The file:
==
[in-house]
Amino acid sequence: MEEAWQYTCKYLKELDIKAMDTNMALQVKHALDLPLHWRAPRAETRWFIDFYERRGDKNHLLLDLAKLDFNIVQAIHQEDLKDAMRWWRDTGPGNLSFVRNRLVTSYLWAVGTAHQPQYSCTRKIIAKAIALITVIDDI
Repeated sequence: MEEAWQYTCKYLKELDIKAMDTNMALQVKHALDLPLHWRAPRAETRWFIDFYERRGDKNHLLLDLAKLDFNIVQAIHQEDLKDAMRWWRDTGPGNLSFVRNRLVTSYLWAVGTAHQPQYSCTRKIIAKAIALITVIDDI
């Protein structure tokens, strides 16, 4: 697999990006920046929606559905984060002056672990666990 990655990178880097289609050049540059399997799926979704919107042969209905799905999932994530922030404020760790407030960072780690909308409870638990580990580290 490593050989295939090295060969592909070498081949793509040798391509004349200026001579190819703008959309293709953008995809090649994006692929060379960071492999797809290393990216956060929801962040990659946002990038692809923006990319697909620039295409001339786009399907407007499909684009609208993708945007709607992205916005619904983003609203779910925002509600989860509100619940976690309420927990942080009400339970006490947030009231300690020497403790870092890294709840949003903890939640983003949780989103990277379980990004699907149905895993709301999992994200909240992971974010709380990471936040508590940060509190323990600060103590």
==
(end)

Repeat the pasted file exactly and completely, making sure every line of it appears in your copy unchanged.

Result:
[in-house]
Amino acid sequence: MEEAWQYTCKYLKELDIKAMDTNMALQVKHALDLPLHWRAPRAETRWFIDFYERRGDKNHLLLDLAKLDFNIVQAIHQEDLKDAMRWWRDTGPGNLSFVRNRLVTSYLWAVGTAHQPQYSCTRKIIAKAIALITVIDDI
Repeated sequence: MEEAWQYTCKYLKELDIKAMDTNMALQVKHALDLPLHWRAPRAETRWFIDFYERRGDKNHLLLDLAKLDFNIVQAIHQEDLKDAMRWWRDTGPGNLSFVRNRLVTSYLWAVGTAHQPQYSCTRKIIAKAIALITVIDDI
């Protein structure tokens, strides 16, 4: 697999990006920046929606559905984060002056672990666990 990655990178880097289609050049540059399997799926979704919107042969209905799905999932994530922030404020760790407030960072780690909308409870638990580990580290 490593050989295939090295060969592909070498081949793509040798391509004349200026001579190819703008959309293709953008995809090649994006692929060379960071492999797809290393990216956060929801962040990659946002990038692809923006990319697909620039295409001339786009399907407007499909684009609208993708945007709607992205916005619904983003609203779910925002509600989860509100619940976690309420927990942080009400339970006490947030009231300690020497403790870092890294709840949003903890939640983003949780989103990277379980990004699907149905895993709301999992994200909240992971974010709380990471936040508590940060509190323990600060103590």